I thought of these dogs recently on a visit to a local zoo. The zoo displays a coyote pair and a small pack of wolves.

The coyotes prowled the fence line of the enclosure, warily watching me, mostly over its shoulder.

The wolves gathered 20 feet or so from the fence line, with one—the dominant female, or male—patrolling the fence, watching me especially.

Of course, I use a wheelchair. If a wolf has memory,  I suppose it might have remembered seeing me previously, but this wolf was particularly curious about me. I was in a large group, but the wolf followed my every movement. When I turned an d headed in the opposite direction, the wolf followed.

I think these animals—and the big cats as well—are bored in zoo enclosures. No doubt they live longer, perhaps healthier, lives, but no matter how dog-like they appear in their behavior, I know they shouldn't be confined.

It may be necessary, of course.

I said to my wife, "I don't know why they don't feed them naturally."

"What do you mean?"

"Turn rabbits or chickens or other prey loose in the pens."

I know the authorities, let alone ASPCA or PETA, would not allow such behavior, and I suppose it's no more unnatural to stymie their prey drive than it is to pen them, but ...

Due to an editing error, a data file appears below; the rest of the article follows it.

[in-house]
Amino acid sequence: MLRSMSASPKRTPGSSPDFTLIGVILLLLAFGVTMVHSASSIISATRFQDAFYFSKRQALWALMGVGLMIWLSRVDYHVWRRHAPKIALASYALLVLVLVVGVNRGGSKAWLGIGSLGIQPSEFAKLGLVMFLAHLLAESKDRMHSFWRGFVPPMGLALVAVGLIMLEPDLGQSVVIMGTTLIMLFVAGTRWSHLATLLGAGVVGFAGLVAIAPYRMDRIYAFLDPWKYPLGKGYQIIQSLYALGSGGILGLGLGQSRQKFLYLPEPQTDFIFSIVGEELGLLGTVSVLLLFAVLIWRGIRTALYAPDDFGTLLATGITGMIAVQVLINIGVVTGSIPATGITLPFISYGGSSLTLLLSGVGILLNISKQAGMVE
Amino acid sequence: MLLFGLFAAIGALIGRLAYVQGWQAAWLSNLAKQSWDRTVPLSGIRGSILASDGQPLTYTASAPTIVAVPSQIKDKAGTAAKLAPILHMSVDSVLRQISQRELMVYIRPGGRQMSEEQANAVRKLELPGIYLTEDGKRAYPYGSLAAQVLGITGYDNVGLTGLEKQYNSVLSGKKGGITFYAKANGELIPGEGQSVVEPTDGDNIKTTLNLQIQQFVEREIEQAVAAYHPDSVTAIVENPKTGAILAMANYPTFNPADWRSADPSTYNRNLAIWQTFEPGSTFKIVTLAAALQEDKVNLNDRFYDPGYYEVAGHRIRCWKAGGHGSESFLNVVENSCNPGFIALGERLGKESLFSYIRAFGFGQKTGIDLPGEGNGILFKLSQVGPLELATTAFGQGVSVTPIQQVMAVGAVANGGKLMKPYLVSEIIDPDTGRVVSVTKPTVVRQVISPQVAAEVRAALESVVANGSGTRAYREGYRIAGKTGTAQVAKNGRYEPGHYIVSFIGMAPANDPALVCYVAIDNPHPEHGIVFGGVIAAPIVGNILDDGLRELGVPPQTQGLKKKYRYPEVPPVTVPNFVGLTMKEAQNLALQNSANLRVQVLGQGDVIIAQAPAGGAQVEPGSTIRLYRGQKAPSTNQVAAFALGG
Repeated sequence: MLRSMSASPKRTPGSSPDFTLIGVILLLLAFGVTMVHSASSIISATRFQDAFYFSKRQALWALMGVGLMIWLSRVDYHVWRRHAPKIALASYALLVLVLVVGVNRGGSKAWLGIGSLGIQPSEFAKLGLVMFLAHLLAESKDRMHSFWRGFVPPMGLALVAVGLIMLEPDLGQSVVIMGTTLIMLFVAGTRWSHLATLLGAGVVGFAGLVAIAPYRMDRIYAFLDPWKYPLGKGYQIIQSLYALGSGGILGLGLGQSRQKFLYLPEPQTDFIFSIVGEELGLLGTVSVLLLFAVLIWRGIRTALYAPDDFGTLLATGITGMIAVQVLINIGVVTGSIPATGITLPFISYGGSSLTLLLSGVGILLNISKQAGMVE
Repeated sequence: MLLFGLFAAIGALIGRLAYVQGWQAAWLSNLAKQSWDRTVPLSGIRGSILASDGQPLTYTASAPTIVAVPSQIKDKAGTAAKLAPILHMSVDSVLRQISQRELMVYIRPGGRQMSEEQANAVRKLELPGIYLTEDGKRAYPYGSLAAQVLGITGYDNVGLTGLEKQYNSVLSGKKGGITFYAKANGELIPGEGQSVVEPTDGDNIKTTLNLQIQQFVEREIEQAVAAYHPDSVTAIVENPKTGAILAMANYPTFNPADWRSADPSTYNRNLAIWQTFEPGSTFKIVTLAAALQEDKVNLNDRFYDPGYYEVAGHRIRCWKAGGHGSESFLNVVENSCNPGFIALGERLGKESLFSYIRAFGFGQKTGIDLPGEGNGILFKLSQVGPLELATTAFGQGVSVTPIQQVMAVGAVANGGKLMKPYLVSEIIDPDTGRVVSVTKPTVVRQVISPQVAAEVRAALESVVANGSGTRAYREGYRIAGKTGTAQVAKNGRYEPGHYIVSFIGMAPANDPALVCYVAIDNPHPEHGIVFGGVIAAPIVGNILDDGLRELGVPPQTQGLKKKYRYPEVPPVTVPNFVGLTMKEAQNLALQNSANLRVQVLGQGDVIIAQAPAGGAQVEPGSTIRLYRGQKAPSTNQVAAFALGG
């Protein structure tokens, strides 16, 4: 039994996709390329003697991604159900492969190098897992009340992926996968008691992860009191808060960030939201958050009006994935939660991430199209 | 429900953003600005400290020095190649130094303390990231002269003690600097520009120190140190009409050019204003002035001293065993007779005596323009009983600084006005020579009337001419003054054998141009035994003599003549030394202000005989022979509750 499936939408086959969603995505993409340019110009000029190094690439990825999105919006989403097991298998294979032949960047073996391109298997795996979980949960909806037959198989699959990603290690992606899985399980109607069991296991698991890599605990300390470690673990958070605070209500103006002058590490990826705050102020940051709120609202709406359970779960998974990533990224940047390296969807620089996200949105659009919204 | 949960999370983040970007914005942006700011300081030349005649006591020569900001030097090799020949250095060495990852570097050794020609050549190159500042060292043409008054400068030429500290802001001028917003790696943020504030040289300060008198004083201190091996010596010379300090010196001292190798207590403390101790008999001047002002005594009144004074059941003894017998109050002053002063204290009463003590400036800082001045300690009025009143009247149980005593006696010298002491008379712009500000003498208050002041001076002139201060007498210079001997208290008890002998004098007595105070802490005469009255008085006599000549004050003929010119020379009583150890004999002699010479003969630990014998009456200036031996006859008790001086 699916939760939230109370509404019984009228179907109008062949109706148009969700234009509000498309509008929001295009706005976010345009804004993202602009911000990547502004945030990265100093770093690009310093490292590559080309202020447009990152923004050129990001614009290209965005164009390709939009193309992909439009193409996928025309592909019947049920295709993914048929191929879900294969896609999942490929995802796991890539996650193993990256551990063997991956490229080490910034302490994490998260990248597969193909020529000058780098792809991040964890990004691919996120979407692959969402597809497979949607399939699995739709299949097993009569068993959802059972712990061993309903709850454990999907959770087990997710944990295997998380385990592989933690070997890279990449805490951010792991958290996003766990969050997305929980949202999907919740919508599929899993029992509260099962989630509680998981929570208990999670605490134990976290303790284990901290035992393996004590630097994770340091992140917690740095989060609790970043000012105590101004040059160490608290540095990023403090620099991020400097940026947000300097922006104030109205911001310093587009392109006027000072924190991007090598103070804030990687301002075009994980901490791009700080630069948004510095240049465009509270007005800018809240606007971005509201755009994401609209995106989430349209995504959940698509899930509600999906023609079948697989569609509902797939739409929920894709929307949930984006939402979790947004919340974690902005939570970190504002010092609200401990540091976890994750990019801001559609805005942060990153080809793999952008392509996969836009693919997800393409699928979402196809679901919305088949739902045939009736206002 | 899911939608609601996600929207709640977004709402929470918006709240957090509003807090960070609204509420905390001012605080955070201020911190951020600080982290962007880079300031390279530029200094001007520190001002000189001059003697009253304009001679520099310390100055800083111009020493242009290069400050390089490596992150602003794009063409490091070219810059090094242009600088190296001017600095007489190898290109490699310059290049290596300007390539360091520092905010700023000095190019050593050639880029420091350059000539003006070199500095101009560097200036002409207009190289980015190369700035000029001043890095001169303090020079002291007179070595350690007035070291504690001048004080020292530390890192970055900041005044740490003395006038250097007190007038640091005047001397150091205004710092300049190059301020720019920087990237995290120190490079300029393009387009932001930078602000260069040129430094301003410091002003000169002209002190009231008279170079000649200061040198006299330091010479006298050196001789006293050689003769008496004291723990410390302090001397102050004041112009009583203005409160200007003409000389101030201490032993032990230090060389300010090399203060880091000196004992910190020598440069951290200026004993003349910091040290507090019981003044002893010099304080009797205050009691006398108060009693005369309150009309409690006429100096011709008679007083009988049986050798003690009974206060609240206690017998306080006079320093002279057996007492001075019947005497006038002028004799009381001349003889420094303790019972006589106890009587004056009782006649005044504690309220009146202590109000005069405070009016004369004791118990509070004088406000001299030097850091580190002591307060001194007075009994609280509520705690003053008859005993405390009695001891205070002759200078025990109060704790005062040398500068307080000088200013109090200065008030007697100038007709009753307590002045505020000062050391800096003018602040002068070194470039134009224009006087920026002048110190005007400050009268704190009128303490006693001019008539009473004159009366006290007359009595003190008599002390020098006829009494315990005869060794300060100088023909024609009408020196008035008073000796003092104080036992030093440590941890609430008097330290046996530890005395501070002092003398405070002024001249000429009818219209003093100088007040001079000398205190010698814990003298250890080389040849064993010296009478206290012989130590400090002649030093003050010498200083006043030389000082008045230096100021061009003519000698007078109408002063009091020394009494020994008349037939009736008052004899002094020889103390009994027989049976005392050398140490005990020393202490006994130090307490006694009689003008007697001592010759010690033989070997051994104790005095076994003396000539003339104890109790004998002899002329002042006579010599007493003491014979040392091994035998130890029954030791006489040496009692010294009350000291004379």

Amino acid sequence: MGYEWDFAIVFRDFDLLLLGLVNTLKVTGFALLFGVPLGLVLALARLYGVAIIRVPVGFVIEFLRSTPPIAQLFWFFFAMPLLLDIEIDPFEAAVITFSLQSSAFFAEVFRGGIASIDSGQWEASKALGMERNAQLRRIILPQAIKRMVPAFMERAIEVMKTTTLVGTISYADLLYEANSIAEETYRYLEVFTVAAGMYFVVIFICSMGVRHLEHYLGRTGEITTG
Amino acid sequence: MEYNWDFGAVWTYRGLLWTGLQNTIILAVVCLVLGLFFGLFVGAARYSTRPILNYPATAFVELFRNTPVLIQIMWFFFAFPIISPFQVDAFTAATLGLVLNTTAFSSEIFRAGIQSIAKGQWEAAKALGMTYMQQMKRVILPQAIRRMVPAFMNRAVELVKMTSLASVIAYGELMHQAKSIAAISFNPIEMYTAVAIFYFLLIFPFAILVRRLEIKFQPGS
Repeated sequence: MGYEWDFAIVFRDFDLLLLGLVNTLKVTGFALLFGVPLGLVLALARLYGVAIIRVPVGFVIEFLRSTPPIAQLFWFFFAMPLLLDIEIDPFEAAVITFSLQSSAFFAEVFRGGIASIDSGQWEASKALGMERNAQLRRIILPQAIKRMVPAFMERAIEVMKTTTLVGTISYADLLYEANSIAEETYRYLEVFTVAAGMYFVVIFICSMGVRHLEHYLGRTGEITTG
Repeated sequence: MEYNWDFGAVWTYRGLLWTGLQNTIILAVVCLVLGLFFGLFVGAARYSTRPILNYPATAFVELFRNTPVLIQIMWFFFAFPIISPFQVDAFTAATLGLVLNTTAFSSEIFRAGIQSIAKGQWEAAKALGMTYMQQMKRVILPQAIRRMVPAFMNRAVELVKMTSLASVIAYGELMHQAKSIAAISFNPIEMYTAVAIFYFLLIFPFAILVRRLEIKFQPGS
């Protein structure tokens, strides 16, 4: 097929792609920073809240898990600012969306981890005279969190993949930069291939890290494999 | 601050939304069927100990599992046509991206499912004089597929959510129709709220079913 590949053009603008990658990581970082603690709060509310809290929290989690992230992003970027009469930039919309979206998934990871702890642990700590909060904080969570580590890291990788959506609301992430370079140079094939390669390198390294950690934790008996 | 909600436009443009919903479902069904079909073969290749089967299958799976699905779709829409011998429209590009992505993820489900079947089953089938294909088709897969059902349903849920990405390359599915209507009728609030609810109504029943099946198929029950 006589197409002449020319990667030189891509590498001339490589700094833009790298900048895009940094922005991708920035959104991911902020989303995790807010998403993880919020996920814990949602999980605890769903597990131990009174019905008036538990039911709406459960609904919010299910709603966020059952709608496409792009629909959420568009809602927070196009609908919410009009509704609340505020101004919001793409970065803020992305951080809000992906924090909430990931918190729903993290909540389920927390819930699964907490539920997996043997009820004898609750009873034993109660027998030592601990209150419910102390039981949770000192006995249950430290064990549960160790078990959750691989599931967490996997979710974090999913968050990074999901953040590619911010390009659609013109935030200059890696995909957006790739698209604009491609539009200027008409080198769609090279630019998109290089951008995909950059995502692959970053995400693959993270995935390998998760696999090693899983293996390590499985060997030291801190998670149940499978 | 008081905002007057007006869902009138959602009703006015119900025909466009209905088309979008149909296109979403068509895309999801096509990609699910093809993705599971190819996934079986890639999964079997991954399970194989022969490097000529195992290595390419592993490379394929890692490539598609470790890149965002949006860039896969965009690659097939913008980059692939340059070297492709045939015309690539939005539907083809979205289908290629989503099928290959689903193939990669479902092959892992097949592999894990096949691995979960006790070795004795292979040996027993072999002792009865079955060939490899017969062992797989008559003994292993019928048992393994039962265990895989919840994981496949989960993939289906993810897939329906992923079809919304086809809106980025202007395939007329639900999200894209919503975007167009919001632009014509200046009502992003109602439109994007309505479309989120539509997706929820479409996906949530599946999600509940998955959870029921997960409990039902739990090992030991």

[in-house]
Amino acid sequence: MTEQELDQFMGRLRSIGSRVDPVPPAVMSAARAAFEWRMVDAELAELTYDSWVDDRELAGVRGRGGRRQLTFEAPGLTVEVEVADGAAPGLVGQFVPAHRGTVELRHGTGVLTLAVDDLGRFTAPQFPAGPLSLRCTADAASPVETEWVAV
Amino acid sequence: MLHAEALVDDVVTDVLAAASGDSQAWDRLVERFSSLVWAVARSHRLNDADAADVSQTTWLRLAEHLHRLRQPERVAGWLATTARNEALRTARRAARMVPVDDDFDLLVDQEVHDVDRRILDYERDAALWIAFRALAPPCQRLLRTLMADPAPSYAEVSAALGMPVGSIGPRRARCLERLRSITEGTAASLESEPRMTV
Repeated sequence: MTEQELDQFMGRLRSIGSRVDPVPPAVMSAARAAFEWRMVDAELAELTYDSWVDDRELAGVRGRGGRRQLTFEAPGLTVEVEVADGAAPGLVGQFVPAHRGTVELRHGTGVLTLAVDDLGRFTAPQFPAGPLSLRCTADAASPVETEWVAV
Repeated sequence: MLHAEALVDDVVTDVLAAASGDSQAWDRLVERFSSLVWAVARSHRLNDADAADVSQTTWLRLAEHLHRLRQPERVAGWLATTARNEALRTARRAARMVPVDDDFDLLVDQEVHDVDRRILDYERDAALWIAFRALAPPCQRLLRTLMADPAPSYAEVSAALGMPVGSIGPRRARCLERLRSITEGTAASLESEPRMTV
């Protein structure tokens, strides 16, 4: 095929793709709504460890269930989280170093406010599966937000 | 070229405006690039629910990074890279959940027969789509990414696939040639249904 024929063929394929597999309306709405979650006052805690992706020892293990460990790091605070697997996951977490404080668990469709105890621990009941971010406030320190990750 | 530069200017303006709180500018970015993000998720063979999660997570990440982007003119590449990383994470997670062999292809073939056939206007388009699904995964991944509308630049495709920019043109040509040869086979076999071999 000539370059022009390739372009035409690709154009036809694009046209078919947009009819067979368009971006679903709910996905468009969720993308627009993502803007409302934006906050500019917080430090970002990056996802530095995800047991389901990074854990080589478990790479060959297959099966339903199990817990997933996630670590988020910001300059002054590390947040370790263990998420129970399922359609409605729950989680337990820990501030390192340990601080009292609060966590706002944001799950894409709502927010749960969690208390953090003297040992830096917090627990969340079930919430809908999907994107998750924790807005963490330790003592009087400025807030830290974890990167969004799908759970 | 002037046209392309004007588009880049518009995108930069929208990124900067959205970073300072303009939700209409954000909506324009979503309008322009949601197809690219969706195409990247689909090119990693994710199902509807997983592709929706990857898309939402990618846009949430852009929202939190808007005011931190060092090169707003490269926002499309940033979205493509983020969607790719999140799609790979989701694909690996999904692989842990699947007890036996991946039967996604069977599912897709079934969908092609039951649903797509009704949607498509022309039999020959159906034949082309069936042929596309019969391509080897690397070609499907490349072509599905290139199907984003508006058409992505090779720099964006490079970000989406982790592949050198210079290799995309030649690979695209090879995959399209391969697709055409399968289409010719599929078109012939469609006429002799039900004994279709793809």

I cannot see my dogs without thinking of those coyotes and wolves. Deep in the eyes of these pets, these tame companions, there lurks the glow of the wolf, and I treasure that.

Funnily enough, there are people who want wolves, or wolf hybrids, for the same reason other people want pit bulls—to fill some sort of psychological hole.

I don't. A wolf, a coyote, is a wild thing, and belongs in the wild. I will take Smooch the Boston, Pinky the Poodle, and Daisy the Boxer and the 10,000 years of domestication.

Wednesday, September 16, 2015

Shape Shifters

That's cell phone companies for me ...

There seem to be a big push now to raid customers from other providers, evening to the point of one cell phone company paying off contract fees to gain a new customer. That apparently means the end of the low-priced cell phone.